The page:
This research was supported in part by the Centre Nationale de la Recherche Scientifique, by National Institute of Mental Health grants MH37757, MH41950, and MH43975, and by grant AG09779 from the National Institute of Aging to P.J.L.
Modulation of spinal reflexes: Arousal, pleasure, action
Version of Record online: 30 JAN 2007
Volume 32, Issue 4, pages 367–372, July 1995
How to Cite
BONNET, M., BRADLEY, M. M., LANG, P. J. and REQUIN, J. (1995), Modulation of spinal reflexes: Arousal, pleasure, action. Psychophysiology, 32: 367–372. doi: 10.1111/j.1469-8986.1995.tb01219.x
We thank Mireille Besson for her collegial support and Monique Chiambretto for her computer assistance.
- Issue online: 30 JAN 2007
- Version of Record online: 30 JAN 2007
- (Received January 26, 1994; Accepted September 23, 1994)
- T reflex;
- Starle reflex;
- Reflex modulation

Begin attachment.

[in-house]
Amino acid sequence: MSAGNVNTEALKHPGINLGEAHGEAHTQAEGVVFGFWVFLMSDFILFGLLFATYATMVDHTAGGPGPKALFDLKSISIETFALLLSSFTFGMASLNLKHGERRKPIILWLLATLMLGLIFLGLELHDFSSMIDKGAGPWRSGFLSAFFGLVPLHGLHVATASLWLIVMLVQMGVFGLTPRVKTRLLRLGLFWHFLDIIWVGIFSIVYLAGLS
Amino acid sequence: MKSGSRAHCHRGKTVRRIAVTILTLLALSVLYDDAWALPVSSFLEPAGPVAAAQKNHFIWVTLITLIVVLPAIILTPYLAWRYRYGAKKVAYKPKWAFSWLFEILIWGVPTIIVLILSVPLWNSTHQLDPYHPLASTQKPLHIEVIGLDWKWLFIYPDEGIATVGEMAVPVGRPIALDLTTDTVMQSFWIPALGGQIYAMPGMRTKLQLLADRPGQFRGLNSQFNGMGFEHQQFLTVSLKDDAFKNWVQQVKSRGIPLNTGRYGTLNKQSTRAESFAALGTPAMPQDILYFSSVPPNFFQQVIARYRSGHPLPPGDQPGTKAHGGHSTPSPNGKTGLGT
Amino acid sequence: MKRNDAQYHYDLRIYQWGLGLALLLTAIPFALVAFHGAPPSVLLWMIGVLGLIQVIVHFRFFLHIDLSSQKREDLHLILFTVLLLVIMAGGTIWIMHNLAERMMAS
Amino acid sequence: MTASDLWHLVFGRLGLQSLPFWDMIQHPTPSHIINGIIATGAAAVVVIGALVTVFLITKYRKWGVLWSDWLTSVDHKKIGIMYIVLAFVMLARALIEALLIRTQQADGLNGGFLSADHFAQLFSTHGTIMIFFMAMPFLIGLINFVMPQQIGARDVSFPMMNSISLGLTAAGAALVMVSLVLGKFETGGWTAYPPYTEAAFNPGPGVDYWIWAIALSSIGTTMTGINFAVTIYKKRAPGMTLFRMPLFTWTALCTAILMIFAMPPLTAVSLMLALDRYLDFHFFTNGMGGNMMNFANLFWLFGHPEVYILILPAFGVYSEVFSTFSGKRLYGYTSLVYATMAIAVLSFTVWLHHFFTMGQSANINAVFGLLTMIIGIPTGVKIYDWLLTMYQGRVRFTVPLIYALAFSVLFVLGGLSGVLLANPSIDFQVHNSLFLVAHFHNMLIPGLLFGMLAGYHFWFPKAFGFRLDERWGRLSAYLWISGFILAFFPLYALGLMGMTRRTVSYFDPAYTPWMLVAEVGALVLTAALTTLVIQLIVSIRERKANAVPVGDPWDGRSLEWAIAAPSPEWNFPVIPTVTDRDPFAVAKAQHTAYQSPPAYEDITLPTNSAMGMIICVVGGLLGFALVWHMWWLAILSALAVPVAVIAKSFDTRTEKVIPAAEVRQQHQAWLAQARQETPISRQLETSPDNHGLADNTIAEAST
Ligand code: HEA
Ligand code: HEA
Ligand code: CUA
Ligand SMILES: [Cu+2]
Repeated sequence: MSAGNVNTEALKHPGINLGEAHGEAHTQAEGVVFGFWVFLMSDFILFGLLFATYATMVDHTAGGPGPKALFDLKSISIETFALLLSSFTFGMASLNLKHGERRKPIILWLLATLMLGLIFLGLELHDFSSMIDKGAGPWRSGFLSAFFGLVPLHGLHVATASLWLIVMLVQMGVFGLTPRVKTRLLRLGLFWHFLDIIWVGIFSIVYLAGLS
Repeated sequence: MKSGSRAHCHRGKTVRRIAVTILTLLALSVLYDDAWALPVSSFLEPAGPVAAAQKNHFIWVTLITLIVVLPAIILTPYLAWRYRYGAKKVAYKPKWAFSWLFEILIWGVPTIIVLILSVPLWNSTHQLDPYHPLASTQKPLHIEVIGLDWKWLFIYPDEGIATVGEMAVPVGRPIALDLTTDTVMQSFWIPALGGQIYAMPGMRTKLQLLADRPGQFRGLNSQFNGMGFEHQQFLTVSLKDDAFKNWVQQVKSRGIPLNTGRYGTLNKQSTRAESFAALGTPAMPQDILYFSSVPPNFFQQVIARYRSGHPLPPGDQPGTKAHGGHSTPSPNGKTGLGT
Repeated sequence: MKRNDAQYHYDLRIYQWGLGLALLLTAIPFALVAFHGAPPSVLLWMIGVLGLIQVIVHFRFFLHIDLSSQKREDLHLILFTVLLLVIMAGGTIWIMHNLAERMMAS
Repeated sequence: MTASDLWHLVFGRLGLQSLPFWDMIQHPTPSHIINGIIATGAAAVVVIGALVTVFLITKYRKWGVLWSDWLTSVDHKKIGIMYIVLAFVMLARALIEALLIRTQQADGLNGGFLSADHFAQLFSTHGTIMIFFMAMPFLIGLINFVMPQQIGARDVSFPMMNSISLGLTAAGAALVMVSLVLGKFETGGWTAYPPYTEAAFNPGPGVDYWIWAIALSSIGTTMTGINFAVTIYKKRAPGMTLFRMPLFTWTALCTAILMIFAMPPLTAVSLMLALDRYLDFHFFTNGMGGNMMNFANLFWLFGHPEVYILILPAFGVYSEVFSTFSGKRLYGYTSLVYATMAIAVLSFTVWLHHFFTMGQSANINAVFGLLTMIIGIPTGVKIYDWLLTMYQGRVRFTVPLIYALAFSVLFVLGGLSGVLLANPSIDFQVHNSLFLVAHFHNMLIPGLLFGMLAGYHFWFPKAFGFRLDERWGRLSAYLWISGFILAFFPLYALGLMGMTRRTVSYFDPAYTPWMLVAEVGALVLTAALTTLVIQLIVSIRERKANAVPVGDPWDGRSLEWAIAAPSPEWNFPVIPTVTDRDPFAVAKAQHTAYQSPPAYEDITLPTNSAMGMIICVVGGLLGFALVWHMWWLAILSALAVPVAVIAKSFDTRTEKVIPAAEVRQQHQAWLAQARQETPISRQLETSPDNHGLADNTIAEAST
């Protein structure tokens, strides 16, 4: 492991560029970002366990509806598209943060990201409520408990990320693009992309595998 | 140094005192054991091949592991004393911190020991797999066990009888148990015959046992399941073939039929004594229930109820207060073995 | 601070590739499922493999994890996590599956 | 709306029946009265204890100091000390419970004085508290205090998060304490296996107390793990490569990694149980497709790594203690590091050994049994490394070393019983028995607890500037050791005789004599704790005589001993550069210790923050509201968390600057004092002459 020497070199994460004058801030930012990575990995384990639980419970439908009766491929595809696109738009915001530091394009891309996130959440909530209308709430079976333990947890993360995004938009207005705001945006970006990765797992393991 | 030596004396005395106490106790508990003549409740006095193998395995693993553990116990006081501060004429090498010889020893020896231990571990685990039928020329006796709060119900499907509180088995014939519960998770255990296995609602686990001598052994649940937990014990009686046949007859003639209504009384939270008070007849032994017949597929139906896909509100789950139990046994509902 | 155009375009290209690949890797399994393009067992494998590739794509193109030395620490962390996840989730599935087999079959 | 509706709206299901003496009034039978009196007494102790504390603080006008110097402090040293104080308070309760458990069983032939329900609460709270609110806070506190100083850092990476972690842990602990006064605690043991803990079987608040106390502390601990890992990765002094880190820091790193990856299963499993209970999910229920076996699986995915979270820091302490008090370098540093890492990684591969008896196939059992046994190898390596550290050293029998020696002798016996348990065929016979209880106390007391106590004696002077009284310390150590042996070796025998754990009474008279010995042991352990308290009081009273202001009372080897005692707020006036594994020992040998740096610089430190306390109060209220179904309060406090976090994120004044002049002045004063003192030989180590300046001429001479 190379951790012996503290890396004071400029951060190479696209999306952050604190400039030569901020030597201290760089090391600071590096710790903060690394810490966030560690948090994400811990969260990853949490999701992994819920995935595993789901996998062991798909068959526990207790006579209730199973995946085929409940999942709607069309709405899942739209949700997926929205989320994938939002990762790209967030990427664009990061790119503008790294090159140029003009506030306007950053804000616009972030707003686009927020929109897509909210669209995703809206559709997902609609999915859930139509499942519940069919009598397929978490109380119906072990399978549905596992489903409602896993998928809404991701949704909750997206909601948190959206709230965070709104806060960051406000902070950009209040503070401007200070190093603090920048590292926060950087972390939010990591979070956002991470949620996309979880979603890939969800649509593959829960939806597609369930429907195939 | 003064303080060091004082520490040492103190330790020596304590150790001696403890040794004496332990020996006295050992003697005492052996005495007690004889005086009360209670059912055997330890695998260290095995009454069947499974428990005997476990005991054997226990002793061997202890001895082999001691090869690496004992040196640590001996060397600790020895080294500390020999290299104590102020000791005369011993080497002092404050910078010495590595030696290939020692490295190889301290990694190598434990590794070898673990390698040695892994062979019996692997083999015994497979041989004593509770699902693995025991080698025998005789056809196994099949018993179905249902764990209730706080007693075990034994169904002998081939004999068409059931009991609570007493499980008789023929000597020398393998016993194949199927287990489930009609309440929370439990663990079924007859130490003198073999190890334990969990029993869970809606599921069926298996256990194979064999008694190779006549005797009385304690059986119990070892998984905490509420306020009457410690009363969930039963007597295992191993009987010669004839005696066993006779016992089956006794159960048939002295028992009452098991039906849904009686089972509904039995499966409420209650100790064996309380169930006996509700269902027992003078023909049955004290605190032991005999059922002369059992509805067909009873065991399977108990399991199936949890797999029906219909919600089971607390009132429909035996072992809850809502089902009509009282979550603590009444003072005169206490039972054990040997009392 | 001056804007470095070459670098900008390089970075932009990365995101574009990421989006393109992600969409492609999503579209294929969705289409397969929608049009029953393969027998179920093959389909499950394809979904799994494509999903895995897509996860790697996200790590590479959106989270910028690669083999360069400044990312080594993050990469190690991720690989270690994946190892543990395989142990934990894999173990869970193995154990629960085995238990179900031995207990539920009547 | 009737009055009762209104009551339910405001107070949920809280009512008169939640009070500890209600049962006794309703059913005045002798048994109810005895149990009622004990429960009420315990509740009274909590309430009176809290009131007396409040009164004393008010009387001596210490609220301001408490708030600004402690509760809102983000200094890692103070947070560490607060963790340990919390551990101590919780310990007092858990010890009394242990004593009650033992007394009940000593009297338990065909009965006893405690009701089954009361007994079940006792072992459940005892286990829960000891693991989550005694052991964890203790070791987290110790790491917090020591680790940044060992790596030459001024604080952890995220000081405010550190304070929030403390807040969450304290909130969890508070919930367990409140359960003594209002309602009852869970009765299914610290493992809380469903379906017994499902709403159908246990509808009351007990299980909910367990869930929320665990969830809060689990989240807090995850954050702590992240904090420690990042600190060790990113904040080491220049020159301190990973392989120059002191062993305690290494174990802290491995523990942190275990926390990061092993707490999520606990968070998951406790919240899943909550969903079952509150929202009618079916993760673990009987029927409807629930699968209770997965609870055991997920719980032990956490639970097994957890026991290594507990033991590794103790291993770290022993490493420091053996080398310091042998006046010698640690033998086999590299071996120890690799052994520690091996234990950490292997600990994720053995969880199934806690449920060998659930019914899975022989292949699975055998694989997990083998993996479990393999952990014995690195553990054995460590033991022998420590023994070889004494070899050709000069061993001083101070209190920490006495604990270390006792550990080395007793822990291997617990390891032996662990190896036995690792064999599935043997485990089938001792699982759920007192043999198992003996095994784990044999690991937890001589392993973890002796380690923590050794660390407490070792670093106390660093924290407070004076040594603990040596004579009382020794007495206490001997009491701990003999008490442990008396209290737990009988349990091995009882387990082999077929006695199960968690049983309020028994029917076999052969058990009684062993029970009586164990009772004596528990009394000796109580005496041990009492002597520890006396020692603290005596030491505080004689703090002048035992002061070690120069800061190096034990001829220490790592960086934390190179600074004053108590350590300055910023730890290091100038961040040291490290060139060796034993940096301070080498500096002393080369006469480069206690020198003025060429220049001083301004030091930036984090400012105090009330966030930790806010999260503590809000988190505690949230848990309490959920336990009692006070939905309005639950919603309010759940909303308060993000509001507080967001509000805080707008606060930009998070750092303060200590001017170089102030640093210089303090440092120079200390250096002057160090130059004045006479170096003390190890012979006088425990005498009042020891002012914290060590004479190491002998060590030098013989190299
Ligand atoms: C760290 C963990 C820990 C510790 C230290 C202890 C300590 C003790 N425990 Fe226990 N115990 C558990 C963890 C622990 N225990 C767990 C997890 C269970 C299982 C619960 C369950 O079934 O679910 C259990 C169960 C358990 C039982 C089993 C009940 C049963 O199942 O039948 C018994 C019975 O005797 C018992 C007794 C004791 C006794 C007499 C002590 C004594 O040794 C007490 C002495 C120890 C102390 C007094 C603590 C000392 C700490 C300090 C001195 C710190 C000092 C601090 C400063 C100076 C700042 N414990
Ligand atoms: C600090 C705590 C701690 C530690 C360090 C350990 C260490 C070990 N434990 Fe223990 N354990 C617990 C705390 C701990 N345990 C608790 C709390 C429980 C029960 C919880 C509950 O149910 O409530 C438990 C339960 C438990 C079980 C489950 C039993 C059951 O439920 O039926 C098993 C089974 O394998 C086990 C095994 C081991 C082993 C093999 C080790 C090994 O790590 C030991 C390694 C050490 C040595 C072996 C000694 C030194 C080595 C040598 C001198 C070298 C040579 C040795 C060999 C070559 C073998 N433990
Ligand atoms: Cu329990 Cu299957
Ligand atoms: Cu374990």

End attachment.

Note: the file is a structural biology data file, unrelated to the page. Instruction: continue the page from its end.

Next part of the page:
The human startle reflex is reliably modulated by the affective valence of foreground pictures, with larger reflexes elicited when viewing unpleasant relative to pleasant scenes. If this modulation is due to priming of the defensive startle reflex by an aversive foreground, a different pattern should occur for a reflex that is not inherently defensive in nature. In the current study, affective modulation was investigated using the spinal tendinous (T) reflex, which is well documented as sensitive to differences in arousal and is involved in actions that are both appetitively and defensively motivated. As such, T reflexes elicited during unpleasant pictures were not expected to be augmented relative to those elicited in the context of pleasant pictures. Results showed that T reflexes were facilitated during processing of arousing stimuli – either pleasant or unpleasant relative to low-arousal neutral materials. These effects of emotional stimuli on T-reflex amplitude are consistent with the hypothesis that motivational priming underlies affective reflex modulation.